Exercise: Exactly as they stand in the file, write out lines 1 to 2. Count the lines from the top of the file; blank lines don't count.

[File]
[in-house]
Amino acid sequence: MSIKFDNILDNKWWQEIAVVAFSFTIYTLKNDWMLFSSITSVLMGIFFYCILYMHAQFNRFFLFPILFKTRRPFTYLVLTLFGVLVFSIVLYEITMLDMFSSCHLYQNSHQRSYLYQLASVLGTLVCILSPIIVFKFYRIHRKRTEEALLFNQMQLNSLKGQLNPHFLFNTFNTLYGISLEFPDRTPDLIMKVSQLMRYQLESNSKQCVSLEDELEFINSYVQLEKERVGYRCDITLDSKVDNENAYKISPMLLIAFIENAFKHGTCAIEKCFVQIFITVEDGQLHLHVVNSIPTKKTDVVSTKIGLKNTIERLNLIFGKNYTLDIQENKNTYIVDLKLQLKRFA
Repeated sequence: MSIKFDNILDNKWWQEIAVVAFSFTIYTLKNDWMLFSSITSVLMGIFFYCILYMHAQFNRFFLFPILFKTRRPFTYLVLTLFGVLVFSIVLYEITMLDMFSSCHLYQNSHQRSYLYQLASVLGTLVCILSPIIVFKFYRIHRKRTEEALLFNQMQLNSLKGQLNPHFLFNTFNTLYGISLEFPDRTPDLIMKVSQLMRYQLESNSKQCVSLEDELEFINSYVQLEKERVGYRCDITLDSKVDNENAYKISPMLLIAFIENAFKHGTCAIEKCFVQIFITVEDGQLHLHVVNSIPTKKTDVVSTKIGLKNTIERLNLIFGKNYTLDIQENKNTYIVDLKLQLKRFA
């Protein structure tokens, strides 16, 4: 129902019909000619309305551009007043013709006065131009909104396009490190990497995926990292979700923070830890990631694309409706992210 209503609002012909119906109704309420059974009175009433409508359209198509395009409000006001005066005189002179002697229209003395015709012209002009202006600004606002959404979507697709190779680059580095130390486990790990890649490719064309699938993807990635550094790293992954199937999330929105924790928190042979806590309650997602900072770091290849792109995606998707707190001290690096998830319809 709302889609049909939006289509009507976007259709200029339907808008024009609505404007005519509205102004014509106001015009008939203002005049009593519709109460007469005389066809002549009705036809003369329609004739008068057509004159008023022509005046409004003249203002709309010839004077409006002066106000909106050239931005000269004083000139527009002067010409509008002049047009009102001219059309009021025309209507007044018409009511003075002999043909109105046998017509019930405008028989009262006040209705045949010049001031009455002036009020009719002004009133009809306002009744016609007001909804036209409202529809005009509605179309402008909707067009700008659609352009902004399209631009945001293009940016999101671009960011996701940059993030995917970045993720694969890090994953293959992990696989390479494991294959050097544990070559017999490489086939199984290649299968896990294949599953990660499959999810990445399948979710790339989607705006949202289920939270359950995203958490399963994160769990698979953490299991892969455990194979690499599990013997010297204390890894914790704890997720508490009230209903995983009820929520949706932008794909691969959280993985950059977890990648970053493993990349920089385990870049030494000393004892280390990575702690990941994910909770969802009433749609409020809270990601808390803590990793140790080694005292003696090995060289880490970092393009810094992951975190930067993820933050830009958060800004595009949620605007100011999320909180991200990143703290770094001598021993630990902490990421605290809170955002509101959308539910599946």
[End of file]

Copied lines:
[in-house]
Amino acid sequence: MSIKFDNILDNKWWQEIAVVAFSFTIYTLKNDWMLFSSITSVLMGIFFYCILYMHAQFNRFFLFPILFKTRRPFTYLVLTLFGVLVFSIVLYEITMLDMFSSCHLYQNSHQRSYLYQLASVLGTLVCILSPIIVFKFYRIHRKRTEEALLFNQMQLNSLKGQLNPHFLFNTFNTLYGISLEFPDRTPDLIMKVSQLMRYQLESNSKQCVSLEDELEFINSYVQLEKERVGYRCDITLDSKVDNENAYKISPMLLIAFIENAFKHGTCAIEKCFVQIFITVEDGQLHLHVVNSIPTKKTDVVSTKIGLKNTIERLNLIFGKNYTLDIQENKNTYIVDLKLQLKRFA